Dacia Mocks BMW’s Heated Seat Subscriptions With Free Hot Water Bottles
The budget European automaker’s “Heated Seat Saviours” are an obvious jab at BMW and others.
Dacia is an automaker many Americans may not be familiar with, but you can think of it as a company defined by low cost of ownership. They're cheap cars that don't try to hide it. As such, something like a subscription for heated seats is sort of antithetical to everything it stands for, and now the Romanian brand is making that abundantly clear.
In a press release, the company explicitly says it "shuns the growing wider industry trend of offering subscription-based access for vehicle features." As such, it will offer free hot water bottles, which appear to get a nice fuzzy covering, to keep drivers warm in the winter while their vehicles warm up. In other words, if you forgot to pay for your heated seat subscription, you can just head to a Dacia dealership in the U.K. this winter to pick up what the automaker calls a "Heated Seat Saviour."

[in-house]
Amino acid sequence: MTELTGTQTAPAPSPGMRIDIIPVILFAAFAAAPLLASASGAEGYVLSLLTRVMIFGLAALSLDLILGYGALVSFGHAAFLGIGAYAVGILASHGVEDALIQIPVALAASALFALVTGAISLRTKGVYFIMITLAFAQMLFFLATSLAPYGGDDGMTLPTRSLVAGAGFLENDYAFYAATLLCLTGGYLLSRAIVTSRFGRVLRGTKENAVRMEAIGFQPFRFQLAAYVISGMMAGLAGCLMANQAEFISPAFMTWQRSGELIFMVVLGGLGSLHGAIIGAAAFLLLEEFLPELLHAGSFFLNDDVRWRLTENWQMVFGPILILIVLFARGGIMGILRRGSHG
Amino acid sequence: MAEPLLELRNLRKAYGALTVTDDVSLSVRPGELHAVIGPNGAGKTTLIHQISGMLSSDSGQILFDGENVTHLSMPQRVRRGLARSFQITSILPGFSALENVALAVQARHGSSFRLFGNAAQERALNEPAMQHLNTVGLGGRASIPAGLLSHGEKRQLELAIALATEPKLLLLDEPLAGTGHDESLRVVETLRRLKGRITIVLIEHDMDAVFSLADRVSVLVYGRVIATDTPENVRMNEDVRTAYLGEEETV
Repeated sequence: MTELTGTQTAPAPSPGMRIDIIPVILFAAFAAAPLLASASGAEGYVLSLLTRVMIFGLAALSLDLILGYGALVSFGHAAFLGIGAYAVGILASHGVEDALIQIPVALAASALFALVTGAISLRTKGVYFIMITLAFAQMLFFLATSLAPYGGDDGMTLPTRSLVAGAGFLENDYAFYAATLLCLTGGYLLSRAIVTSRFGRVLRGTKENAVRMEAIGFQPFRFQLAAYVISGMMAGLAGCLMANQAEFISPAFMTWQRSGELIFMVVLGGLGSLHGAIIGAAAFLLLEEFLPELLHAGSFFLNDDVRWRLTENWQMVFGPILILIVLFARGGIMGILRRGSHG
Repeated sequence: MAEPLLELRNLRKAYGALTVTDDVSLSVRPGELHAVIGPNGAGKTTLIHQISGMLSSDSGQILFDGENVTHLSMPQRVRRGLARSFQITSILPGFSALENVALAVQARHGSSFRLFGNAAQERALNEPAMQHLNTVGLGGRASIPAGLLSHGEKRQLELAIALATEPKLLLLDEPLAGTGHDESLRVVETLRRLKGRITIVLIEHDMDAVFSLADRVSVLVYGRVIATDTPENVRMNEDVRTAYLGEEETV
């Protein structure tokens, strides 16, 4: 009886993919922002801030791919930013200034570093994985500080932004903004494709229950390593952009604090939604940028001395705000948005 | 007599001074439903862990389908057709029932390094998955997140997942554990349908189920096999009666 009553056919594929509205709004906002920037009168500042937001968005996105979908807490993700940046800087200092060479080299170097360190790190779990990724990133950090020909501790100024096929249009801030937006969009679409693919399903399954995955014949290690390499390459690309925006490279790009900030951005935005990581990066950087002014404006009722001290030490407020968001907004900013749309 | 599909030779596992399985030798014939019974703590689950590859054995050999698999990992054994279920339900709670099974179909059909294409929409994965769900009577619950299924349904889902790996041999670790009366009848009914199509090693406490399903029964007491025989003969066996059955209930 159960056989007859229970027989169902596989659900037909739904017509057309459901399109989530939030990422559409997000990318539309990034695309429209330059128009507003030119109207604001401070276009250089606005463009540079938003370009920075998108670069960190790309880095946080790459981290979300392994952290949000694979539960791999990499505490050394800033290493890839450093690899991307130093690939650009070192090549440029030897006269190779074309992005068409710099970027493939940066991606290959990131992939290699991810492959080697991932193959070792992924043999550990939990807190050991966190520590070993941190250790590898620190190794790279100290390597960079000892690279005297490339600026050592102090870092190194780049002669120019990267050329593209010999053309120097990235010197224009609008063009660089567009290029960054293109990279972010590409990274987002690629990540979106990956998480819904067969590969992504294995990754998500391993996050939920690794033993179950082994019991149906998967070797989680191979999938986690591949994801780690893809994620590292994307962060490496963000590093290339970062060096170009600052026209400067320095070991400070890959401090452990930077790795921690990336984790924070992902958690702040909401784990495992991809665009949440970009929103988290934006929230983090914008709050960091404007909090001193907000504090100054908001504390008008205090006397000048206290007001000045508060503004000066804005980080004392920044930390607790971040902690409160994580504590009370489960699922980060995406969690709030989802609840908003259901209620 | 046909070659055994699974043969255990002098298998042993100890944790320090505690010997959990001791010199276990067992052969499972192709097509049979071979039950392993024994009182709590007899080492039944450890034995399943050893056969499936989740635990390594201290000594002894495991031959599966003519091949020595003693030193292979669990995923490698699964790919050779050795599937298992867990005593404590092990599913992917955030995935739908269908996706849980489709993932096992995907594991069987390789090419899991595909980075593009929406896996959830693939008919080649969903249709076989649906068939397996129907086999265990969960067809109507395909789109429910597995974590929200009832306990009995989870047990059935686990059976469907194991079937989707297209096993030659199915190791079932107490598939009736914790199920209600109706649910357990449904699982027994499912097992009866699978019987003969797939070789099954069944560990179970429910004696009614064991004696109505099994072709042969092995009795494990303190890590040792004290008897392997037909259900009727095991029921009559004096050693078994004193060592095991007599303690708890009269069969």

The brand makes it clear that you could just buy a high-trim Dacia, which offers heated seats. It insists that owners "don’t pay to turn them on." If that doesn't interest you, though, it has an alternative. Dacia says owners of the bottle should fill it with hot water, hold it against themselves, or put it on their car's seat before it's warmed up to get the desired effect. The brand warns not to sit on it, along with about a dozen other safety warnings—this is Britain we're talking about, after all—but besides that, it's pretty straightforward to use. Details of where and when to get the bottle are found on a special part of Dacia's website.
This is a marketing play, sure, but it's a smart one. So far, we've seen other automakers state that heated seat subscriptions and similar services aren't going to be something it plans to offer, but no one has poked fun at the idea like Dacia is doing now. The only problem I can see with this is that it's limited to the U.K. Any brand that did something similar in the United States would certainly get a popularity boost, as subscription services are proving to be something many new car buyers aren't interested in.
Whether Americans can get a free cozy water bottle, though, we applaud Dacia for making a very public statement about in-car subscriptions. It's about time an automaker does.
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